August 2014: Clinical & Translational Oncology
Satish K Warrier, Justin M Yeung, A Craig Lynch, Alexander G Heriot
OBJECTIVE: Young patients with familial syndromes have an increased metachronous cancer rate. Effective management is possible by identifying this high-risk group prior to index colectomy. The study surveys the Association of Coloproctology of Great Britain and Ireland (ACPGBI) membership preoperative evaluation and clinical management in young patients with colorectal cancer (CRC). METHOD: An electronic survey was sent to the membership of the ACPGBI. The survey polled members on clinical scenarios relating to young-onset CRC patients...
July 2014: World Journal of Surgery
Bor-Jang Hwang, Gouli Shi, A-Lien Lu
MutY DNA glycosylase homologs (MYH or MUTYH) reduce G:C to T:A mutations by removing misincorporated adenines or 2-hydroxyadenines paired with guanine or 8-oxo-7,8-dihydroguanine (8-oxo-G). Mutations in the human MYH (hMYH) gene are associated with the colorectal cancer predisposition syndrome MYH-associated polyposis. To examine the function of MYH in human cells, we regulated MYH gene expression by knockdown or overproduction. MYH knockdown human HeLa cells are more sensitive to the killing effects of H2O2 than the control cells...
January 2014: DNA Repair
Madhuri Hegde, Mathew Ferber, Rong Mao, Wade Samowitz, Arupa Ganguly
Lynch syndrome, familial adenomatous polyposis, and Mut Y homolog (MYH)-associated polyposis are three major known types of inherited colorectal cancer, which accounts for up to 5% of all colon cancer cases. Lynch syndrome is most frequently caused by mutations in the mismatch repair genes MLH1, MSH2, MSH6, and PMS2 and is inherited in an autosomal dominant manner. Familial adenomatous polyposis is manifested as colonic polyposis caused by mutations in the APC gene and is also inherited in an autosomal dominant manner...
January 2014: Genetics in Medicine: Official Journal of the American College of Medical Genetics
S K Warrier, M F Kalady, R P Kiran, J M Church
BACKGROUND: Young patients with colorectal cancer (CRC) present a diagnostic and clinical challenge. The aim of our study was to survey the approaches to preoperative evaluation and clinical management of young patients with CRC by colorectal surgeons in North America. METHODS: A standard electronic survey was sent to the members of the American Society of Colon and Rectal Surgeons. The survey polled management decisions in various clinical scenarios for CRC patients less than 50 years old...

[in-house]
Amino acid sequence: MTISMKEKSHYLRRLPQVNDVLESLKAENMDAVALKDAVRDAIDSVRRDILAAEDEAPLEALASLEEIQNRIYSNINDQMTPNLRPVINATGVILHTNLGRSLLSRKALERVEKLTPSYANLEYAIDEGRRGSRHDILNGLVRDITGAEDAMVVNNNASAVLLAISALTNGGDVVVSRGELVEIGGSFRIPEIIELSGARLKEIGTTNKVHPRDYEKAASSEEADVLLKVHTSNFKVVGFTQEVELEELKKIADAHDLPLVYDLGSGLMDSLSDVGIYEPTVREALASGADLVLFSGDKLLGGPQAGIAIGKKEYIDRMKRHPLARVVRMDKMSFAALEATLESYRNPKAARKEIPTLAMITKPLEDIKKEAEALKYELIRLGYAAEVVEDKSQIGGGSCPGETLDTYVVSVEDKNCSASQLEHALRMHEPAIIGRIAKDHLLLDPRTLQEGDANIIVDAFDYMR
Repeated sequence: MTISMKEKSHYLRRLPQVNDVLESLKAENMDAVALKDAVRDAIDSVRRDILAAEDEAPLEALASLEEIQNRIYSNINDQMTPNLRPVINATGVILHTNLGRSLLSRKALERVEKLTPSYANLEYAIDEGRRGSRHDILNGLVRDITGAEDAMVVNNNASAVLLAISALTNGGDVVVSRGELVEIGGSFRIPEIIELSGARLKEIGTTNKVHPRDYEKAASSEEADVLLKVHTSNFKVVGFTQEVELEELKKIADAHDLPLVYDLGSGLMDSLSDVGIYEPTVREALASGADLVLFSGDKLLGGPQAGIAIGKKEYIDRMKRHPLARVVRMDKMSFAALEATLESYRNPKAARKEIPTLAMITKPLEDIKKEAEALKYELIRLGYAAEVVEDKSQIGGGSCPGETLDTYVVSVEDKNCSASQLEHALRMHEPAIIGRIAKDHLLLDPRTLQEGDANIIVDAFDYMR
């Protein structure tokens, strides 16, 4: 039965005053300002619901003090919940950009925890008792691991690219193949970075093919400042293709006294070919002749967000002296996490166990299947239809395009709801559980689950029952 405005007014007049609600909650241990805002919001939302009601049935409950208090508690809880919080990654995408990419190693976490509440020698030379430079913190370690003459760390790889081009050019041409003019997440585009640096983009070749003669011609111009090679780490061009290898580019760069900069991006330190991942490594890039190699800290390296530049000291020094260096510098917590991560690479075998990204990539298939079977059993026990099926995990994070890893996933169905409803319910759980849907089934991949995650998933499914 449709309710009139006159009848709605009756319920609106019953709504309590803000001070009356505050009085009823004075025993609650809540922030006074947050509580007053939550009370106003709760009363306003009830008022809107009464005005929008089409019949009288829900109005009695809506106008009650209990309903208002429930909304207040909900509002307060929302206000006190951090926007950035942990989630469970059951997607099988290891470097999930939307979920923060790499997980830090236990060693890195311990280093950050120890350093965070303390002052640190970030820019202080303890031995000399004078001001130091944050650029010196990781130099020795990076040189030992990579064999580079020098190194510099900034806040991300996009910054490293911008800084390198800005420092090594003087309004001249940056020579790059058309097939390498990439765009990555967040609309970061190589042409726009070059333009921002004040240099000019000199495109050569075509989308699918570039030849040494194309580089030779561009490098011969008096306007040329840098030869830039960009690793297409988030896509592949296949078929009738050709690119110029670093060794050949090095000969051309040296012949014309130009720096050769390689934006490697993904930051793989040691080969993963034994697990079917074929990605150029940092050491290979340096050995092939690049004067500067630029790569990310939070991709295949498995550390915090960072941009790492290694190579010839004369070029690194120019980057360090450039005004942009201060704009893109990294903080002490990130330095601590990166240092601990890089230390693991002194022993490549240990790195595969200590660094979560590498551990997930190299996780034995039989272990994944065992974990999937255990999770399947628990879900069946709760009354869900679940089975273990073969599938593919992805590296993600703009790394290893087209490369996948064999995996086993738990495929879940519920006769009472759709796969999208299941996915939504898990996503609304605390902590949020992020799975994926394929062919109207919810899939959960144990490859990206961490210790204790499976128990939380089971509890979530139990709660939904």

March 2014: Techniques in Coloproctology
Josep J Centelles
Colorectal cancer (CRC) is one of the main causes of death. Cancer is initiated by several DNA damages, affecting proto-oncogenes, tumour suppressor genes, and DNA repairing genes. The molecular origins of CRC are chromosome instability (CIN), microsatellite instability (MSI), and CpG island methylator phenotype (CIMP). A brief description of types of CRC cancer is presented, including sporadic CRC, hereditary nonpolyposis colorectal cancer (HNPCC) or Lynch syndromes, familiar adenomatous polyposis (FAP), MYH-associated polyposis (MAP), Peutz-Jeghers syndrome (PJS), and juvenile polyposis syndrome (JPS)...
2012: ISRN Oncology
Adela Castillejo, Ana Beatriz Sanchez-Heras, Rodrigo Jover, Maria Isabel Castillejo, Carla Guarinos, Silvestre Oltra, Ana Martínez-Canto, Victor Manuel Barbera, Juan Laforga, Artemio Paya, Cristina Alenda, Jose Luis Soto
No abstract text is available yet for this article.
August 10, 2012: Journal of Clinical Oncology: Official Journal of the American Society of Clinical Oncology
F Z Laarabi, I Cherkaoui Jaouad, S Baert-Desurmont, K Ouldim, A Ibrahimi, N Kanouni, T Frebourg, A Sefiani
BACKGROUND: Biallelic germline mutations in the MYH gene cause MYH-associated polyposis (MAP) disease, an autosomal recessive form of inherited colorectal cancer. People with MAP tend to develop attenuated multiple adenomatous colon polyps during their lifetime and will have an increased risk of colorectal cancer. Contrary to familial adenomatous polyposis, the number of adenomas is often lower in MAP (from 5 to 100), and even some patients have recently been reported with no identified adenomas...
March 15, 2012: Gene
Fay Kastrinos, Sapna Syngal